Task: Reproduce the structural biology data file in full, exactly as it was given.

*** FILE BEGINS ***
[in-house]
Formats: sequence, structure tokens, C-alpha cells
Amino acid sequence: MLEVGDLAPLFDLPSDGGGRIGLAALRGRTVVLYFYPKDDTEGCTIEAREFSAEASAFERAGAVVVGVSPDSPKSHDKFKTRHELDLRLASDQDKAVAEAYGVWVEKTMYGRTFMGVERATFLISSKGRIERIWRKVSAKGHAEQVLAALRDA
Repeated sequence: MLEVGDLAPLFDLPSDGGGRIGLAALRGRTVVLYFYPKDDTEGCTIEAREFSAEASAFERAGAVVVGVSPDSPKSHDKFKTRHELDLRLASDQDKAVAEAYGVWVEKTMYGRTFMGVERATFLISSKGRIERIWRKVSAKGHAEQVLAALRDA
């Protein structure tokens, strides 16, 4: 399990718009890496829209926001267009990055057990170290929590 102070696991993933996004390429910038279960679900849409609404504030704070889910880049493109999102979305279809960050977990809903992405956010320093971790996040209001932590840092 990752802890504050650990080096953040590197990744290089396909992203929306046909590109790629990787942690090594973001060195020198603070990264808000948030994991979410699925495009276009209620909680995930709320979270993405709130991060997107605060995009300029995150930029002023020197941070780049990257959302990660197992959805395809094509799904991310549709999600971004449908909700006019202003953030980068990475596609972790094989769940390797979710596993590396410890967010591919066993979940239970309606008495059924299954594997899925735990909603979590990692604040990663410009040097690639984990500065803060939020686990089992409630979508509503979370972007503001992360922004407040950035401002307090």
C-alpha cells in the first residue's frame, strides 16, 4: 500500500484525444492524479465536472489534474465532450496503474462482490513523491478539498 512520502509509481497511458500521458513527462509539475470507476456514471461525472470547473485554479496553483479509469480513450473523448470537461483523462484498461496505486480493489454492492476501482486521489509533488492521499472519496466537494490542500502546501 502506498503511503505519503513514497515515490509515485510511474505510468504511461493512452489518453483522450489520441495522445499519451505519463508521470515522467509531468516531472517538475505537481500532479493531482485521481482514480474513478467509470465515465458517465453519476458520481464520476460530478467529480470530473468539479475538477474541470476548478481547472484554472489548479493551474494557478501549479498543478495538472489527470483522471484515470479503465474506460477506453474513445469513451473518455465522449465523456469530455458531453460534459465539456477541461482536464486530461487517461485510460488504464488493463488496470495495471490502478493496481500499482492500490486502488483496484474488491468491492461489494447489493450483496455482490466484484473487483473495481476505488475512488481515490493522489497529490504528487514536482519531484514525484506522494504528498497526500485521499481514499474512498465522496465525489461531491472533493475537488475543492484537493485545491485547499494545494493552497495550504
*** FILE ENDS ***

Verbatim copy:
[in-house]
Formats: sequence, structure tokens, C-alpha cells
Amino acid sequence: MLEVGDLAPLFDLPSDGGGRIGLAALRGRTVVLYFYPKDDTEGCTIEAREFSAEASAFERAGAVVVGVSPDSPKSHDKFKTRHELDLRLASDQDKAVAEAYGVWVEKTMYGRTFMGVERATFLISSKGRIERIWRKVSAKGHAEQVLAALRDA
Repeated sequence: MLEVGDLAPLFDLPSDGGGRIGLAALRGRTVVLYFYPKDDTEGCTIEAREFSAEASAFERAGAVVVGVSPDSPKSHDKFKTRHELDLRLASDQDKAVAEAYGVWVEKTMYGRTFMGVERATFLISSKGRIERIWRKVSAKGHAEQVLAALRDA
């Protein structure tokens, strides 16, 4: 399990718009890496829209926001267009990055057990170290929590 102070696991993933996004390429910038279960679900849409609404504030704070889910880049493109999102979305279809960050977990809903992405956010320093971790996040209001932590840092 990752802890504050650990080096953040590197990744290089396909992203929306046909590109790629990787942690090594973001060195020198603070990264808000948030994991979410699925495009276009209620909680995930709320979270993405709130991060997107605060995009300029995150930029002023020197941070780049990257959302990660197992959805395809094509799904991310549709999600971004449908909700006019202003953030980068990475596609972790094989769940390797979710596993590396410890967010591919066993979940239970309606008495059924299954594997899925735990909603979590990692604040990663410009040097690639984990500065803060939020686990089992409630979508509503979370972007503001992360922004407040950035401002307090």
C-alpha cells in the first residue's frame, strides 16, 4: 500500500484525444492524479465536472489534474465532450496503474462482490513523491478539498 512520502509509481497511458500521458513527462509539475470507476456514471461525472470547473485554479496553483479509469480513450473523448470537461483523462484498461496505486480493489454492492476501482486521489509533488492521499472519496466537494490542500502546501 502506498503511503505519503513514497515515490509515485510511474505510468504511461493512452489518453483522450489520441495522445499519451505519463508521470515522467509531468516531472517538475505537481500532479493531482485521481482514480474513478467509470465515465458517465453519476458520481464520476460530478467529480470530473468539479475538477474541470476548478481547472484554472489548479493551474494557478501549479498543478495538472489527470483522471484515470479503465474506460477506453474513445469513451473518455465522449465523456469530455458531453460534459465539456477541461482536464486530461487517461485510460488504464488493463488496470495495471490502478493496481500499482492500490486502488483496484474488491468491492461489494447489493450483496455482490466484484473487483473495481476505488475512488481515490493522489497529490504528487514536482519531484514525484506522494504528498497526500485521499481514499474512498465522496465525489461531491472533493475537488475543492484537493485545491485547499494545494493552497495550504